The District of Columbia provides virtually no protection for human life, failing to protect women and unborn children from the harms inherent in abortion, to recognize and protect unborn victims of violence, or to prohibit assisted suicide. It also fails to protect the fundamental freedom of conscience of healthcare providers.
- No abortion may be performed after viability unless it is necessary to preserve the woman’s life or health.
- In the District of Columbia, abortions may only be performed under the direction of a licensed medical practitioner.
- Taxpayer funds may not be used for abortions unless the abortion is necessary to preserve the woman’s life or the pregnancy was the result of rape or incest.
Legal Recognition and Protection of Unborn and Newly Born:
- The laws of the District of Columbia do not recognize an unborn child as a potential crime victim.
- The District of Columbia allows a parent or other relative to bring a wrongful death (civil) lawsuit when a viable unborn child is killed through the negligent or criminal act of another.
- The District of Columbia maintains no laws related to human cloning, destructive embryo research, fetal experimentation, human egg harvesting, or assisted reproductive technologies.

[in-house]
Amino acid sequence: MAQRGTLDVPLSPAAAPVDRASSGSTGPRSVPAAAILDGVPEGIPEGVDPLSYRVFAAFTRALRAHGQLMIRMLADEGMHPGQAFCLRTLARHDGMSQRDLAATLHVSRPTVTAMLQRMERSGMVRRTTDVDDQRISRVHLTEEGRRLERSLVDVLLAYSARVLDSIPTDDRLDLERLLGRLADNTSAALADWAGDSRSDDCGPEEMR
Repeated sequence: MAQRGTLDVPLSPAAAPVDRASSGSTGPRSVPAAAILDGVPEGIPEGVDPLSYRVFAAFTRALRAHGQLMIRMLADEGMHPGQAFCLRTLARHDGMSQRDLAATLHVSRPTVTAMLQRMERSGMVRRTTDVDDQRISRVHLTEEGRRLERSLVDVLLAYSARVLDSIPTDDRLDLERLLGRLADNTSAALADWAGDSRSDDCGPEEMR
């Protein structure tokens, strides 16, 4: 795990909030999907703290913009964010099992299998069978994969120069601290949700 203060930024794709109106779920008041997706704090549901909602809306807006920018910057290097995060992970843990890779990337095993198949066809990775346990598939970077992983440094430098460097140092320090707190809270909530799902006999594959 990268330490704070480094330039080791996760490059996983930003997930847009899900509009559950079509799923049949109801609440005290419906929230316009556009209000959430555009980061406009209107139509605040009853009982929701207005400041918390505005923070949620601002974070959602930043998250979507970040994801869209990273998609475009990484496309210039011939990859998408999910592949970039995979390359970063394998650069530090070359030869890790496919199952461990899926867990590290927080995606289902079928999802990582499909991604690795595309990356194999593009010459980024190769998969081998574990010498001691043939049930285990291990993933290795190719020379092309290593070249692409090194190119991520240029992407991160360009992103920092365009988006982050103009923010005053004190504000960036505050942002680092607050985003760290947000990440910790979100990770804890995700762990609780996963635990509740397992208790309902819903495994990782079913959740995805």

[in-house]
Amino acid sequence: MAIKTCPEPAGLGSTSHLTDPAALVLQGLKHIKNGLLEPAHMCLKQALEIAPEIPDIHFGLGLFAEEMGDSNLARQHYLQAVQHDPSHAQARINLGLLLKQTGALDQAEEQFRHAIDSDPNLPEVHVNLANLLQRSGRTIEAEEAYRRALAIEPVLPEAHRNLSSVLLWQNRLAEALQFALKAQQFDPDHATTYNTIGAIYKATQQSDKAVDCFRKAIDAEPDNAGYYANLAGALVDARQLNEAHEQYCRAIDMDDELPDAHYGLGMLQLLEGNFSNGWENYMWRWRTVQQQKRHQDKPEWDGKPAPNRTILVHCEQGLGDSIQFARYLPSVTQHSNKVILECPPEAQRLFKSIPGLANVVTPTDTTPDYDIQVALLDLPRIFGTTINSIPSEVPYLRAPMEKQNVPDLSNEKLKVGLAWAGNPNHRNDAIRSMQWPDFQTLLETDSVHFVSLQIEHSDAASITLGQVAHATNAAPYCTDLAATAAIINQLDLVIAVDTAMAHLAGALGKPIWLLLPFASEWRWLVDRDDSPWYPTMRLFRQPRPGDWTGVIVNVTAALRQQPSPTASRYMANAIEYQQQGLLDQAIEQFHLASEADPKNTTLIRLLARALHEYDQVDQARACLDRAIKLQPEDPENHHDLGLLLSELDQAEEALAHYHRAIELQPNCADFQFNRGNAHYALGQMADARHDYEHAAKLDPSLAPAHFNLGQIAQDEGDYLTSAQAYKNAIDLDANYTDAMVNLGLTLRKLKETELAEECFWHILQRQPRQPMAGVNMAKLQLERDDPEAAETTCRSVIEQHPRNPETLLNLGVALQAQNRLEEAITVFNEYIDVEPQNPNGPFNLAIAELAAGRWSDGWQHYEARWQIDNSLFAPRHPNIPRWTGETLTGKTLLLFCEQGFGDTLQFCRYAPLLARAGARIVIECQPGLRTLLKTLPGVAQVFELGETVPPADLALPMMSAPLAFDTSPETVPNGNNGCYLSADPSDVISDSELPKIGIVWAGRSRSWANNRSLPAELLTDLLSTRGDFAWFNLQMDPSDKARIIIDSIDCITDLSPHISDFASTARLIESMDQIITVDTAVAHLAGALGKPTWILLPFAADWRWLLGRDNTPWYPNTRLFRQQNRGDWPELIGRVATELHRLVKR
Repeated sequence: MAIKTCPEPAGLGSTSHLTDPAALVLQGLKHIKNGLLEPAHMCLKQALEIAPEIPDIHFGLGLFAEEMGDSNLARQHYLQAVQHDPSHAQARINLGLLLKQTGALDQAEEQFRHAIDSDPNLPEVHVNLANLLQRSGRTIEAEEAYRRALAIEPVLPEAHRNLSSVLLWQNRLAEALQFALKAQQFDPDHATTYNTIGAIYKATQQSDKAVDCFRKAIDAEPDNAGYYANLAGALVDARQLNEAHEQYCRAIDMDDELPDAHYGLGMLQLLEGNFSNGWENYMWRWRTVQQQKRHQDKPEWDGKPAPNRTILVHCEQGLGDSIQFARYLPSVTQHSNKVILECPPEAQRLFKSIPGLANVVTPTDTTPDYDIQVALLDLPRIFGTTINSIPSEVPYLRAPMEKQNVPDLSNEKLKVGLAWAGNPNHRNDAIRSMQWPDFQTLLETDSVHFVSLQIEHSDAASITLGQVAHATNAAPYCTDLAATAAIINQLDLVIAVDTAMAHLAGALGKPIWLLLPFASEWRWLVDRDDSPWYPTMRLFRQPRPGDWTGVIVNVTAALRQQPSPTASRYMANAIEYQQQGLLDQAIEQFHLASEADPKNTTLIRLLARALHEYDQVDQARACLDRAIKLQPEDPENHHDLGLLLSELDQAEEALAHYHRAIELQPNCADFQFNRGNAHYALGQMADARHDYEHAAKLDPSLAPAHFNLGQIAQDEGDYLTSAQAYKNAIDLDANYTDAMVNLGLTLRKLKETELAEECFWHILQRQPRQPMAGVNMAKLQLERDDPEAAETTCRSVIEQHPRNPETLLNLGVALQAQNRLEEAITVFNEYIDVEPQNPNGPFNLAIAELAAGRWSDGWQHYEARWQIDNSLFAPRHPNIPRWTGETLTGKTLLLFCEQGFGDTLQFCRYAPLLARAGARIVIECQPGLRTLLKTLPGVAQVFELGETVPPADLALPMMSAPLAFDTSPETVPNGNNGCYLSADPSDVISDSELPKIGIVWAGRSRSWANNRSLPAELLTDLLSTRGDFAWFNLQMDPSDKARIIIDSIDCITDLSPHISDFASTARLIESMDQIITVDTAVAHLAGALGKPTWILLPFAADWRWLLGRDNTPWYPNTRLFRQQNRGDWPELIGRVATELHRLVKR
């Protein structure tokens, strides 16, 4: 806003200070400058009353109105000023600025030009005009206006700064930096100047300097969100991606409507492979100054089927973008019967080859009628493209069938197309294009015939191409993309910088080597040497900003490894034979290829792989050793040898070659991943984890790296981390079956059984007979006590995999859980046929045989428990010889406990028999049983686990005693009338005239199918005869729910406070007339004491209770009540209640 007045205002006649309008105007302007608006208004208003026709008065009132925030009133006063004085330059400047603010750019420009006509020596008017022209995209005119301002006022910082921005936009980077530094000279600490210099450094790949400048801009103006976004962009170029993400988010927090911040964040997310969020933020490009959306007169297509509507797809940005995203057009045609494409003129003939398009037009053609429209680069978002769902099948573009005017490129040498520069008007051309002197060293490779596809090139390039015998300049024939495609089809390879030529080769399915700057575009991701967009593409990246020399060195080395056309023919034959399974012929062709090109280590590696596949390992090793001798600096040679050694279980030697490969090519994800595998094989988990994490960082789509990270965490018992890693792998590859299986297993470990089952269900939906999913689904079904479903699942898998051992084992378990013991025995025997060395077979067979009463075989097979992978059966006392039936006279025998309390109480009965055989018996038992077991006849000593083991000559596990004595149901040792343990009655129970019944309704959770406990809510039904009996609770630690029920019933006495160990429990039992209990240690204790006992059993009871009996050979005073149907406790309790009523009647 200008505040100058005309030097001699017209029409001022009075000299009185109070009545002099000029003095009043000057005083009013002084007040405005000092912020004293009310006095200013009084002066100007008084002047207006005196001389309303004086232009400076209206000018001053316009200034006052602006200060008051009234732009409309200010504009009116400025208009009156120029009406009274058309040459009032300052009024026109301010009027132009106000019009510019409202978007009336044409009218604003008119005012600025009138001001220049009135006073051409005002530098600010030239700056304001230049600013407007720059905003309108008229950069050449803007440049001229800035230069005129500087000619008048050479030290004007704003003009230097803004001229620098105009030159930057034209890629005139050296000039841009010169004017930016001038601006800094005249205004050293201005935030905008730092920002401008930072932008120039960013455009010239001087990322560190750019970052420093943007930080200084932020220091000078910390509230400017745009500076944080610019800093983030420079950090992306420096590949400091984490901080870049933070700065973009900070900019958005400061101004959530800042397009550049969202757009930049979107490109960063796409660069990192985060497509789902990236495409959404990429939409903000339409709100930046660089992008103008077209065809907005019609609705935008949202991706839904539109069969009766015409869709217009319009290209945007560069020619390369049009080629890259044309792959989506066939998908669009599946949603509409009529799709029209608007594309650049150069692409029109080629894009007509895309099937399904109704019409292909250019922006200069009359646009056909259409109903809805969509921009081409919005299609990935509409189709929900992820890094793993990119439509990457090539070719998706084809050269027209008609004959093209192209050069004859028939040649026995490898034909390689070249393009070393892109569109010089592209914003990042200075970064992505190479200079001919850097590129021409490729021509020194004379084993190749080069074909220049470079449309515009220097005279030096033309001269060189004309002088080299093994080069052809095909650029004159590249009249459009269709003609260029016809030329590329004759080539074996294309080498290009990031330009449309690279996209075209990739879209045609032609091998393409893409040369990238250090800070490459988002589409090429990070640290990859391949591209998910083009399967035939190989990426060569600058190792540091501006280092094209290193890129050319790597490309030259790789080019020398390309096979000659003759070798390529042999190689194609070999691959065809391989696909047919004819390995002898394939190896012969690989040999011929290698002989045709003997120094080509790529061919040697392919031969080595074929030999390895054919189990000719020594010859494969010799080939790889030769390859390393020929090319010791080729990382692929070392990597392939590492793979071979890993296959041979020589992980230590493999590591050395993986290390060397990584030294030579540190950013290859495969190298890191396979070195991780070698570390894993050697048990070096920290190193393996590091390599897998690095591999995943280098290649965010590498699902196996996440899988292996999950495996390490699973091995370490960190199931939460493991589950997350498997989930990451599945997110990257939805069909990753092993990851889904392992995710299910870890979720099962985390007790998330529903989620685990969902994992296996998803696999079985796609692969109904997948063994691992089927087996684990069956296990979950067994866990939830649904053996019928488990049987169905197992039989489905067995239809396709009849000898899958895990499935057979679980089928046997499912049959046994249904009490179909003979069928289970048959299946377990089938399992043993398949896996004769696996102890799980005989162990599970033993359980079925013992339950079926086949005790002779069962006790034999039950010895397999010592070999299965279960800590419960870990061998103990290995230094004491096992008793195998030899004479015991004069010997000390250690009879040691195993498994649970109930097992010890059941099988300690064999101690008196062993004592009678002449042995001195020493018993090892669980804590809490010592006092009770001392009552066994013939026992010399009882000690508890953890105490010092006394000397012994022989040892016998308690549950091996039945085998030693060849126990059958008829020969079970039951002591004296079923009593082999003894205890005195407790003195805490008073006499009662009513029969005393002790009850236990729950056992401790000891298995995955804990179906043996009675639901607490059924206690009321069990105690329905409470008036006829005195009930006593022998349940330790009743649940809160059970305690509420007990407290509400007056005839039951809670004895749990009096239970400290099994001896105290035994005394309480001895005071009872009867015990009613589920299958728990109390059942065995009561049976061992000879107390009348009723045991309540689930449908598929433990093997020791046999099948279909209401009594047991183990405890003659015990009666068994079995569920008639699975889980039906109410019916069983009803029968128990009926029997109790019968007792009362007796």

End of Life Laws:
- The legal status of assisted suicide in the District of Columbia remains undetermined. It has not enacted a specific statute prohibiting assisted suicide, and it does not recognize common law crimes. There is no judicial decision stating whether assisted suicide is a form of homicide under its general homicide laws.
Healthcare Freedom of Conscience Laws:
Participation in Abortion:
- The District of Columbia currently provides no protection for the rights of healthcare providers who conscientiously object to participation in abortion.
Participation in Research Harmful to Human Life:
- The District of Columbia currently provides no protection for the rights of healthcare providers who conscientiously object to participation in human cloning, destructive embryo research, or other forms of medical research, which violate a provider’s moral or religious belief.
What Happened in 2013:
- The District of Columbia considered legislation related to abortion funding, pain management, and palliative care.